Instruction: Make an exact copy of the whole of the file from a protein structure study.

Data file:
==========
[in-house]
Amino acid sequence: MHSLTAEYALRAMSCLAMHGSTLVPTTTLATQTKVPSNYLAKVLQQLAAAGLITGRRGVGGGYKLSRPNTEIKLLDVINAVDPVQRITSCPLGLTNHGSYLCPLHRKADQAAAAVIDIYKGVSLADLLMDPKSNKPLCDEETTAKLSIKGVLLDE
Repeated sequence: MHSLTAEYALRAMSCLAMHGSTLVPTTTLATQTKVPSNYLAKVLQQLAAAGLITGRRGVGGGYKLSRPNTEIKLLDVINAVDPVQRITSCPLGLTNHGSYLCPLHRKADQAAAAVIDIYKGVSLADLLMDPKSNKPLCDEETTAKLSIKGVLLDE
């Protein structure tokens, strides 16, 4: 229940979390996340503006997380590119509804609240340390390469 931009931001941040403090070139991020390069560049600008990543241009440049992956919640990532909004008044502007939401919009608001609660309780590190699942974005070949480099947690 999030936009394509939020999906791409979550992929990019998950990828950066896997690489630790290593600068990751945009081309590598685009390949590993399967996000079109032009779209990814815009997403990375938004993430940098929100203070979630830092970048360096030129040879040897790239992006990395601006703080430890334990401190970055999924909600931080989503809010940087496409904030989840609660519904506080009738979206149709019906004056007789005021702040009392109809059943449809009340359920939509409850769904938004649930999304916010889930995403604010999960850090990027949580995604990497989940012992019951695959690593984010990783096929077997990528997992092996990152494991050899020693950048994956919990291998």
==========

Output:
[in-house]
Amino acid sequence: MHSLTAEYALRAMSCLAMHGSTLVPTTTLATQTKVPSNYLAKVLQQLAAAGLITGRRGVGGGYKLSRPNTEIKLLDVINAVDPVQRITSCPLGLTNHGSYLCPLHRKADQAAAAVIDIYKGVSLADLLMDPKSNKPLCDEETTAKLSIKGVLLDE
Repeated sequence: MHSLTAEYALRAMSCLAMHGSTLVPTTTLATQTKVPSNYLAKVLQQLAAAGLITGRRGVGGGYKLSRPNTEIKLLDVINAVDPVQRITSCPLGLTNHGSYLCPLHRKADQAAAAVIDIYKGVSLADLLMDPKSNKPLCDEETTAKLSIKGVLLDE
């Protein structure tokens, strides 16, 4: 229940979390996340503006997380590119509804609240340390390469 931009931001941040403090070139991020390069560049600008990543241009440049992956919640990532909004008044502007939401919009608001609660309780590190699942974005070949480099947690 999030936009394509939020999906791409979550992929990019998950990828950066896997690489630790290593600068990751945009081309590598685009390949590993399967996000079109032009779209990814815009997403990375938004993430940098929100203070979630830092970048360096030129040879040897790239992006990395601006703080430890334990401190970055999924909600931080989503809010940087496409904030989840609660519904506080009738979206149709019906004056007789005021702040009392109809059943449809009340359920939509409850769904938004649930999304916010889930995403604010999960850090990027949580995604990497989940012992019951695959690593984010990783096929077997990528997992092996990152494991050899020693950048994956919990291998």